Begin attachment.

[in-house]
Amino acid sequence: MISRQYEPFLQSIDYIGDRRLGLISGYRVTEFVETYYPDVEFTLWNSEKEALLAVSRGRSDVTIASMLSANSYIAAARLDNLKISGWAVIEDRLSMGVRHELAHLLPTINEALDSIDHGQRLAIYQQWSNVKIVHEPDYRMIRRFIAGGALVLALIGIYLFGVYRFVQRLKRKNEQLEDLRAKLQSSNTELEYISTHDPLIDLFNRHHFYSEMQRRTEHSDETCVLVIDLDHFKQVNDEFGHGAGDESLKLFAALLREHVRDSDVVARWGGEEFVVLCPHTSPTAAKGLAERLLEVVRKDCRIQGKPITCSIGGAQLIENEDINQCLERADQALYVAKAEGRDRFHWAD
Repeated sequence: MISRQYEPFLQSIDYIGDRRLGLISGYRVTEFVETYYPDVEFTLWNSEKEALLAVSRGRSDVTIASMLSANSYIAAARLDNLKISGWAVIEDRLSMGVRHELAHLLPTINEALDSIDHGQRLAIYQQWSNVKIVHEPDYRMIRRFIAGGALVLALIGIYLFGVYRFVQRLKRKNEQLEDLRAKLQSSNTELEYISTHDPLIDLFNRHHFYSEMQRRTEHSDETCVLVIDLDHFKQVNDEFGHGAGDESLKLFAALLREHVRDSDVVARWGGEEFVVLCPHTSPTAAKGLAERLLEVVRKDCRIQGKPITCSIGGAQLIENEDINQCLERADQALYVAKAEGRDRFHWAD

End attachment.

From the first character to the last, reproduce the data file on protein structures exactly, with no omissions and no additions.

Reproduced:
[in-house]
Amino acid sequence: MISRQYEPFLQSIDYIGDRRLGLISGYRVTEFVETYYPDVEFTLWNSEKEALLAVSRGRSDVTIASMLSANSYIAAARLDNLKISGWAVIEDRLSMGVRHELAHLLPTINEALDSIDHGQRLAIYQQWSNVKIVHEPDYRMIRRFIAGGALVLALIGIYLFGVYRFVQRLKRKNEQLEDLRAKLQSSNTELEYISTHDPLIDLFNRHHFYSEMQRRTEHSDETCVLVIDLDHFKQVNDEFGHGAGDESLKLFAALLREHVRDSDVVARWGGEEFVVLCPHTSPTAAKGLAERLLEVVRKDCRIQGKPITCSIGGAQLIENEDINQCLERADQALYVAKAEGRDRFHWAD
Repeated sequence: MISRQYEPFLQSIDYIGDRRLGLISGYRVTEFVETYYPDVEFTLWNSEKEALLAVSRGRSDVTIASMLSANSYIAAARLDNLKISGWAVIEDRLSMGVRHELAHLLPTINEALDSIDHGQRLAIYQQWSNVKIVHEPDYRMIRRFIAGGALVLALIGIYLFGVYRFVQRLKRKNEQLEDLRAKLQSSNTELEYISTHDPLIDLFNRHHFYSEMQRRTEHSDETCVLVIDLDHFKQVNDEFGHGAGDESLKLFAALLREHVRDSDVVARWGGEEFVVLCPHTSPTAAKGLAERLLEVVRKDCRIQGKPITCSIGGAQLIENEDINQCLERADQALYVAKAEGRDRFHWAD